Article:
|Asia News Digest
Indonesia Asked To Host North Korea Talks
Indonesia has been asked by South Korea to host three-nation talks with North Korea, AFX Asia reported Jan. 25. Indonesian Defense Minister Juwono Sudarsono said his South Korean counterpart Yoon Kwang-ung had raised the issue during his visit to Jakarta Jan. 23. The proposed three-way talks, Sudarsono said, would either be held in Jakarta or on the resort island of Bali "as soon as possible," with the intention to "help create a peaceful climate and solution" in the face of North Korea's refusal to return to six-party talks with the United States, China, South Korea, Japan, and Russia, Sudarsono told reporters.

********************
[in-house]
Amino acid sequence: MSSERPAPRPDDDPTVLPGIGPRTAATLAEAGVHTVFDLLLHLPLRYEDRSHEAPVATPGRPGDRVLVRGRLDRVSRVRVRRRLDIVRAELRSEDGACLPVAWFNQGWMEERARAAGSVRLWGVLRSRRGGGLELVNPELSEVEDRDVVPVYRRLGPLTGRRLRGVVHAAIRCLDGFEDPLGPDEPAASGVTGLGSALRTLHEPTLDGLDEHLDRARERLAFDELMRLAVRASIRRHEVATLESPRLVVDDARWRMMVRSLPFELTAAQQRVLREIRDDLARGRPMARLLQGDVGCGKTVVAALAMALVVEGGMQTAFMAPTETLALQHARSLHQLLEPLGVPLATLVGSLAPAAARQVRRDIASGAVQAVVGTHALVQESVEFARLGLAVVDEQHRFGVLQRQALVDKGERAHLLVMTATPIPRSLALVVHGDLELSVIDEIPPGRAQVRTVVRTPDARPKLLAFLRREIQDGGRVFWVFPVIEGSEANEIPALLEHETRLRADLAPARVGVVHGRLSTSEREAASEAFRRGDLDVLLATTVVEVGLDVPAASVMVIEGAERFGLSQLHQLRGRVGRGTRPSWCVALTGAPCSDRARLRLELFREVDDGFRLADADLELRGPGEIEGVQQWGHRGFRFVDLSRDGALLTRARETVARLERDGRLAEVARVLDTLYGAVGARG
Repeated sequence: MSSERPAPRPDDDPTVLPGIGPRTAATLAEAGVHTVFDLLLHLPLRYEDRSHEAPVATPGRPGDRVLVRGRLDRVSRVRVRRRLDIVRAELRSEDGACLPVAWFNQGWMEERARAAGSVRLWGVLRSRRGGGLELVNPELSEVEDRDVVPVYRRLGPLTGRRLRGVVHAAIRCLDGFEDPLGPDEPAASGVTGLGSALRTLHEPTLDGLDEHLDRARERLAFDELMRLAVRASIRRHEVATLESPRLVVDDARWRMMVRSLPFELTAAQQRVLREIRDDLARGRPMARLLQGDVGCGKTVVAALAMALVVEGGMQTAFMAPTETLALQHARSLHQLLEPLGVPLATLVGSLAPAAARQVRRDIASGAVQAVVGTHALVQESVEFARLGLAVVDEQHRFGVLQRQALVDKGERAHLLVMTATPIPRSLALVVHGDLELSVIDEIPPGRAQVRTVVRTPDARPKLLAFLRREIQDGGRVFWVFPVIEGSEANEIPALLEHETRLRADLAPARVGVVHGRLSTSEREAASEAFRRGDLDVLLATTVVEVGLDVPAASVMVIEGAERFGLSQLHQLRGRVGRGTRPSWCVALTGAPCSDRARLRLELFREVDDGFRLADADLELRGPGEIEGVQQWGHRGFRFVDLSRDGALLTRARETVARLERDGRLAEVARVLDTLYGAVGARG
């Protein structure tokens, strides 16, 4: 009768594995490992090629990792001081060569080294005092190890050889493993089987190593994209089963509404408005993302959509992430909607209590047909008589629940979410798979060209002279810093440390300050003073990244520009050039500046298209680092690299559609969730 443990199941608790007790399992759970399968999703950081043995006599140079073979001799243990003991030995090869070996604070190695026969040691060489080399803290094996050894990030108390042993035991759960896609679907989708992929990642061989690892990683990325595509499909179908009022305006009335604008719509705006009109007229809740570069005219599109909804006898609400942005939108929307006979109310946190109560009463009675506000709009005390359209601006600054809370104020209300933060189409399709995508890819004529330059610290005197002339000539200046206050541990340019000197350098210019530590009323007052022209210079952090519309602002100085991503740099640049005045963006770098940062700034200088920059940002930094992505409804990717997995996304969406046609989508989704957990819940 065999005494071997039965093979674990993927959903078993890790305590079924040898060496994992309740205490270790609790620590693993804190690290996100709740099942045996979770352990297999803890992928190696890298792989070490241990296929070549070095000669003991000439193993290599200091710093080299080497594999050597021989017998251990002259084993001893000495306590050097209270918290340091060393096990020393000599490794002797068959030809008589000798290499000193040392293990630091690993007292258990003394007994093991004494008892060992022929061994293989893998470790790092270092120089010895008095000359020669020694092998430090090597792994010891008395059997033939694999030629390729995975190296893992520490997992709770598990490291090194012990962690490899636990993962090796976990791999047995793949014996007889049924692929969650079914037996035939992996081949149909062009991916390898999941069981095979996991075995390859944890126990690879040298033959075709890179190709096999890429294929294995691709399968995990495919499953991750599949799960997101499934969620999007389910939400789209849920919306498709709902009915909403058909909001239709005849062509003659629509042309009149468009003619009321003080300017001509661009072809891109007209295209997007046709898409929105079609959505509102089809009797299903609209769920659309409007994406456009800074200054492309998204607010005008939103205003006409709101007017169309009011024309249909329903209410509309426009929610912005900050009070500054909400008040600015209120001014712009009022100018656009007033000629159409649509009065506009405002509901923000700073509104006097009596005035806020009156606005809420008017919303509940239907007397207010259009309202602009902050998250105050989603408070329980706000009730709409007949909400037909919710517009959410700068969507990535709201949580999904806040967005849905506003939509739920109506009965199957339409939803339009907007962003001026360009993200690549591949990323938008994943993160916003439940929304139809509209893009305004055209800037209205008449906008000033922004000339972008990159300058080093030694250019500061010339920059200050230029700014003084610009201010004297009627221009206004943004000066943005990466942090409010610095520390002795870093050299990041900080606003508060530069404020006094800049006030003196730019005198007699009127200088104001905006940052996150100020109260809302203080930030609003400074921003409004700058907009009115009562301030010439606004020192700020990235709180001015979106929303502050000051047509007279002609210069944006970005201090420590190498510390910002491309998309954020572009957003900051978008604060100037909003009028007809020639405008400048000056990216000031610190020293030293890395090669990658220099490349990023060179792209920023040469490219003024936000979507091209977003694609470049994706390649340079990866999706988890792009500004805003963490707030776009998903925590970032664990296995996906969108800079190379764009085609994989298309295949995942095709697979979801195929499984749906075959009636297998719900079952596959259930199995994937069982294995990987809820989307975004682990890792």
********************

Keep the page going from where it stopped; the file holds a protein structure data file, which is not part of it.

Indonesia Defends Palestinian Vote; Challenges U.S. on 'Democracy'
The Indonesian Foreign Minister Hasan Wirayudha defended the vote in Palestine, which gave Hamas a majority in the parliament, and called America's bluff on its incessant hype about "democracy," Antara reported Jan. 27.
"I believe other democratic countries will also respect the democratic decision which has been made by the Palestinian people," Wirayudha said in a press conference in Jakarta Jan. 27. "We, as a democratic state, respect the decision, and other parties should not be hasty in making conclusions on who and how the process worked," he said.
Wirayudha said there should be no prejudice that Hamas must not rule because it is considered a radical group, noting that Israeli Prime Minister Ariel Sharon was once a very radical figure, but later, he was able to promote the peace process by pulling Israeli troops out from Gaza.